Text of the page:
Idealist City Guide: TOKYO Shopping and Style

Tokyo, the capital and largest city in Japan, is a wonderful mixture of ancient and modern, trendy and traditional, serene and frenetic. You could spend a year in the city and not see all that this fascinating metropolis has to offer. For style lovers, the city offers a unique array of design showcases, furniture stores and funky home accessory emporiums.

Style Shopping Tokyo


Beautiful wooden pieces

Wood You Like It. This store specialises in sleek, wooden tables, chairs, desks, bookcases and consoles, carved from oak, maple, walnut, cherry and Japanese Ash. You can even order custom-carved pieces to fit in those difficult to furnish spaces. The three-story showroom is a visual delight.

Building Fundamental Furniture. For unique, minimalist, Japanese-style furniture, you can’t beat this store. The sleek, angular tables, bookcases, chairs and sleeping platforms are functional without intruding on the look of your rooms. We particularly like the cube-like bookcases.

Home accessories, crafts and furnishing

Classico. Located near the National Museum of Nature and Science in the northern part of the city, Classico is the place to go for unusual clothing and home accessories, including pottery, driftwood sculpture and even artistically-bound books. Make sure to check out the colourful textiles.

Tokyo Design Centre. Save working all over the city by visiting the Tokyo Design Centre. Here 15 design and furniture companies showcase their products, with wares that range from carved furniture to colourful ceramics to bold textile prints. There’s even an on-site restaurant, so you won’t have to leave when you get hungry. We think the wrought iron accessories by Yoshiyo Kobo are beautiful and love the tiling at Creative Laboratory.

Japanese Traditional Crafts. This Aoyama Square showroom is filled with smaller home decor items (that are much easier to get back home to England.) You’ll find lacquerware, pottery, calligraphy tools (for your desk top?) and baskets. We are particularly intrigued by the bamboo and rice paper lighting fixtures.

Staying Over

Tokyo’s original boutique hotel–Claska–is located in the city’s design district, perfect for home design shopping. Plus, each of the hotel’s 20 guest rooms have been designed and outfitted by a separate local designer. What better way to get a feel for Tokyo style? The project started as a renovation project of an old hotel and the design team now offer home renovation services and create order made furniture and do interior design for shops, restaurants, and offices.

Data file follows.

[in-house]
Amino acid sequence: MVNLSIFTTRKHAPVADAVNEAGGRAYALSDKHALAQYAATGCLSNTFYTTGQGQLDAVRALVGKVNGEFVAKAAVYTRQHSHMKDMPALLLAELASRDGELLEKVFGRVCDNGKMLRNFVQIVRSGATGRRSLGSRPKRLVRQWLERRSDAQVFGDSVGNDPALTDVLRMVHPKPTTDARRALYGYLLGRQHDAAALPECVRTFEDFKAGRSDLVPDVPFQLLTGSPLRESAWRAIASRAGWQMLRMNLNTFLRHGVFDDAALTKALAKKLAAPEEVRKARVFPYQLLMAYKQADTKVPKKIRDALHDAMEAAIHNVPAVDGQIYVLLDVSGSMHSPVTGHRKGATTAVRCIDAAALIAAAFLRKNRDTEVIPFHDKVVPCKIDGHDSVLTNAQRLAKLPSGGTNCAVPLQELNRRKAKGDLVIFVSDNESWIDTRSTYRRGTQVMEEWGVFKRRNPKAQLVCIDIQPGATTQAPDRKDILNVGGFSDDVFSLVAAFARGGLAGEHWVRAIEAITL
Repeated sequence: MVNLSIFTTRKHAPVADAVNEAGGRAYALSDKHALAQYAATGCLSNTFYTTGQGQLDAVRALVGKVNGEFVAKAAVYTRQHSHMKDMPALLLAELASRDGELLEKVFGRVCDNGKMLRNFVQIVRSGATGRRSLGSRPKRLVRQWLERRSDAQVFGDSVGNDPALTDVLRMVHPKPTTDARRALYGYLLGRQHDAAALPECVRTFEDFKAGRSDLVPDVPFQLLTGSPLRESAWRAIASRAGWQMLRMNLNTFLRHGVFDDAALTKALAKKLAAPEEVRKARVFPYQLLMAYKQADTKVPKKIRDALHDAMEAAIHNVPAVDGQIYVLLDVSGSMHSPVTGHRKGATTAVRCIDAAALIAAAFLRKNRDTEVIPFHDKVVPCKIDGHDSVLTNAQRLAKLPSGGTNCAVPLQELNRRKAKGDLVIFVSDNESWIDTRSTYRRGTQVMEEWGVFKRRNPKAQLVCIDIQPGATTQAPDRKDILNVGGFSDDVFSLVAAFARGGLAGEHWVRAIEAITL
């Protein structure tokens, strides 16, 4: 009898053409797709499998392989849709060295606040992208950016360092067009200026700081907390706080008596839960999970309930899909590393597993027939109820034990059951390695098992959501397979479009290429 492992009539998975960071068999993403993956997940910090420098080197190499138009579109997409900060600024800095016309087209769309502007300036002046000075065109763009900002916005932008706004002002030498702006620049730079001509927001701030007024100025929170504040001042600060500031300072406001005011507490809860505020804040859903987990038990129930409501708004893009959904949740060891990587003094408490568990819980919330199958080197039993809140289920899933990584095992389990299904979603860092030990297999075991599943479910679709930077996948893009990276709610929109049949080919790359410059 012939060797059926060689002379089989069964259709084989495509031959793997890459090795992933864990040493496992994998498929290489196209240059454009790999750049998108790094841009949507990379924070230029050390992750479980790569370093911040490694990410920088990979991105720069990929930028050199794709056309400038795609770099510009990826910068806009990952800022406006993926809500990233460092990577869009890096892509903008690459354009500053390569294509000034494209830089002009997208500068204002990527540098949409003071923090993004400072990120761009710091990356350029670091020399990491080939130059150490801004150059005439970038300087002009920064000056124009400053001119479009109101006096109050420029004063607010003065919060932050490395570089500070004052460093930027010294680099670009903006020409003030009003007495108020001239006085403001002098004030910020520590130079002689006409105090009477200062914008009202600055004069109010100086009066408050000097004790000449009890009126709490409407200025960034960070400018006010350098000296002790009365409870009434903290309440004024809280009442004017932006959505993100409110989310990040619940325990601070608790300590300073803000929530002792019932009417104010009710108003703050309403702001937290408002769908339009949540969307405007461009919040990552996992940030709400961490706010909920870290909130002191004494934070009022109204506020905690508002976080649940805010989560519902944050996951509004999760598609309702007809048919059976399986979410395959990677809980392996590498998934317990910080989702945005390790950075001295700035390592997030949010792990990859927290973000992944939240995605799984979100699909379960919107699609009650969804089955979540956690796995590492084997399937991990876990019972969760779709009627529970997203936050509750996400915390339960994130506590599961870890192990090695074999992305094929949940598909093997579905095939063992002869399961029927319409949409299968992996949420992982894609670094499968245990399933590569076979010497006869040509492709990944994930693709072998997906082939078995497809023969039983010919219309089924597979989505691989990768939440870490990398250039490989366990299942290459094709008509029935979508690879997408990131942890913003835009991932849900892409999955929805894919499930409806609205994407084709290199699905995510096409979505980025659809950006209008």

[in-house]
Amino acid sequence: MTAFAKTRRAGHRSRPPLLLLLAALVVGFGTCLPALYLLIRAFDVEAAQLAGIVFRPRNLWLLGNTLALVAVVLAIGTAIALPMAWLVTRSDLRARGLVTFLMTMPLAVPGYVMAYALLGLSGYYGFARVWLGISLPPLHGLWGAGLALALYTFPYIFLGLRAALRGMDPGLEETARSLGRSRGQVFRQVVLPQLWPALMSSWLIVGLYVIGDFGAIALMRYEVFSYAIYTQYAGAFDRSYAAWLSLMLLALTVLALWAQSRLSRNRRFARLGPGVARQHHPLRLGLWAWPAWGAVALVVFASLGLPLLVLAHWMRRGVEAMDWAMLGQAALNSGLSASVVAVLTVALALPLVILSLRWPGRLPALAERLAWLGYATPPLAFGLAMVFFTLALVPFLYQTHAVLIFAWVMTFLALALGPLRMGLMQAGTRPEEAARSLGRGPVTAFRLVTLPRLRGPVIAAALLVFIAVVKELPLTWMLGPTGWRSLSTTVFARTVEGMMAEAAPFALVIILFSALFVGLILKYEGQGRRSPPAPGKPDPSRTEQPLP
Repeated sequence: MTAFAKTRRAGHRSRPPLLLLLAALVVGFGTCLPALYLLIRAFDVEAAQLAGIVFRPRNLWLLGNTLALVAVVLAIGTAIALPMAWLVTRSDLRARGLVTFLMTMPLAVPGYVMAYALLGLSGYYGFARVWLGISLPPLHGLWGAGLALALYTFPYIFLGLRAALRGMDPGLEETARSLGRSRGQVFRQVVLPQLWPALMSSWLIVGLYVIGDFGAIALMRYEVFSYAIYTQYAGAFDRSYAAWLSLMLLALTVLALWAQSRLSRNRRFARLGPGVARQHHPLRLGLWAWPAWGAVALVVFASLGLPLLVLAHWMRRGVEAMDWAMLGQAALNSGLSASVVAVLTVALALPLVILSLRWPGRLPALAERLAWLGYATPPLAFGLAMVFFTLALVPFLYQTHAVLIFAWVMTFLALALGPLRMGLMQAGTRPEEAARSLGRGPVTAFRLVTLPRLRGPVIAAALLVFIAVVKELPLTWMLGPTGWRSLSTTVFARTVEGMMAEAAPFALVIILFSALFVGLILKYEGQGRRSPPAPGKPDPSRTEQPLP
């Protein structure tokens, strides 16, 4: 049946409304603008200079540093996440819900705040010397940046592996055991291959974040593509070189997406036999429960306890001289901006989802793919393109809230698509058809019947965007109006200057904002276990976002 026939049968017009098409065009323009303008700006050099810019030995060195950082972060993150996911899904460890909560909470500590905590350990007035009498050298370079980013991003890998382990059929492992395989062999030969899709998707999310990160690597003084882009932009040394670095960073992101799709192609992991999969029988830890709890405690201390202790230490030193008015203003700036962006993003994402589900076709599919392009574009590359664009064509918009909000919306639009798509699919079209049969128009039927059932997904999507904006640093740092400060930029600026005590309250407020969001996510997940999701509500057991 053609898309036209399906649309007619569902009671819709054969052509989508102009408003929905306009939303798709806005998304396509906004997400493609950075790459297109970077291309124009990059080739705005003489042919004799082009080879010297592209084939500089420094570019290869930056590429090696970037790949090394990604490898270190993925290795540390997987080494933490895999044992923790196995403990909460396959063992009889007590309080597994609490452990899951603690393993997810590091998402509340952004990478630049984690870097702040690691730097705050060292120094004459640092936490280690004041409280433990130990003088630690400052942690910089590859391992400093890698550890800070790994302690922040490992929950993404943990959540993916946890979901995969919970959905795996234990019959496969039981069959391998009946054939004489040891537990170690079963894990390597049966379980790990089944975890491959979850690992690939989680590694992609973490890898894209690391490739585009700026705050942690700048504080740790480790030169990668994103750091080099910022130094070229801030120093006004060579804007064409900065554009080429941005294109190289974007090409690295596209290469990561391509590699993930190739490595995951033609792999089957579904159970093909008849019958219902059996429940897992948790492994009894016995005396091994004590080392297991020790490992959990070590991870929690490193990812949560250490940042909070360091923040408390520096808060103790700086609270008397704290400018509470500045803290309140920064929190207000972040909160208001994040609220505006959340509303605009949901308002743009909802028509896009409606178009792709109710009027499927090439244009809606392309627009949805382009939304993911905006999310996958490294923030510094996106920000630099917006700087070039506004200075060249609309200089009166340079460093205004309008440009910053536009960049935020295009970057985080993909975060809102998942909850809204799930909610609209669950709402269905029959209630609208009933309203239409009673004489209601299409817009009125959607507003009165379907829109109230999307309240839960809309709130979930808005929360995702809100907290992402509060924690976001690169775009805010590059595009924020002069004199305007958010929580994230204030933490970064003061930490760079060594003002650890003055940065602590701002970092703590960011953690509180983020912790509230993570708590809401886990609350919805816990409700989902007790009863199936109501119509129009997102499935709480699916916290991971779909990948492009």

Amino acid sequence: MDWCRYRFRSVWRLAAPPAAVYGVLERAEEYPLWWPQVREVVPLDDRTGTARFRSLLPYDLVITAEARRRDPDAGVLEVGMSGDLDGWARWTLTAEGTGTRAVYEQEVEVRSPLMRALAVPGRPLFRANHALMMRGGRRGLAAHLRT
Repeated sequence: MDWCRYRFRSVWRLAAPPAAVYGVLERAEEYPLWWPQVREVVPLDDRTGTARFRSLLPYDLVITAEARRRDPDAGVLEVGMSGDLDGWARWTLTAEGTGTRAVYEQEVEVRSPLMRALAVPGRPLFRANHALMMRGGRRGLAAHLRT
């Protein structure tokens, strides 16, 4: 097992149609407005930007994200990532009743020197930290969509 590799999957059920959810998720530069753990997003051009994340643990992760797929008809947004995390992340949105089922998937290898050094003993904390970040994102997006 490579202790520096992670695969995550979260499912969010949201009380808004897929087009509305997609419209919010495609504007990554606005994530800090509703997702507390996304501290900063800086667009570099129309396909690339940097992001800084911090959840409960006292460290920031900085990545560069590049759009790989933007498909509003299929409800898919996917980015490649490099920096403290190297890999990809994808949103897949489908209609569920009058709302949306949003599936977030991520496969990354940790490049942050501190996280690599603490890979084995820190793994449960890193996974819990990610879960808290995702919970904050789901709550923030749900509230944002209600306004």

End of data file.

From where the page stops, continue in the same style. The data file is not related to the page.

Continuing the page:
Galleries and Museums

Tokyo is a museum lover’s paradise. The city offers dozens of galleries. Among the best are the Tokyo National Museum, the Mori Art Museum, the Nezu Museum of Asian Art and Idemitsu Museum, known for its ceramics collection.


It’s difficult to get a bad meal in Tokyo. Japanese cuisine is based on the freshest of ingredients and most restaurants put plastic replicas of their menu items in the windows, so you know what you’ll be served even if you don’t speak the language. Don’t be put off by that — it doesn’t mean the food is tacky! Make sure to try yakitori (grilled skewers of chicken), sushi (it’s not like what you’ve had at home), ramen (it’s cheap and delicious) and taiyaki (bean paste wrapped in dough.) The elegant, traditional tea ceremony offers a peek into Japanese culture and makes a nice break from non-stop sightseeing and shopping.

Must-See Things in Town

Don’t leave Tokyo without visiting one or more of the ancient temples, such as the Senso-Ji Temple or the Meiji Shrine. The Shinjuku Gyoen National Garden is a lovely example of the Japanese, manicured style of landscaping and it erupts with white and pink flowers during the spring cherry blossom season. Tokyo Tower lights up the sky and offers dramatic panoramic views and can help you get your bearings in this sprawling city.

How to Visit from London

British Airways, Japan Airlines and ANA all offer non-stop service between London and Tokyo. The flight takes approximately 11.5 hours, and the lowest roundtrip airfare on non-stop flights is around £775. You can save around £250 by changing planes en route.

The least expensive way to travel from Narita Airport to the centre of Tokyo is via one of the two rail lines that call at the airport. The trip takes between 60 and 90 minutes and costs around £25 each way.

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Feature photo (c) and courtesy sepavo / 123RF Stock Photo. All other photos courtesy of respective locations.

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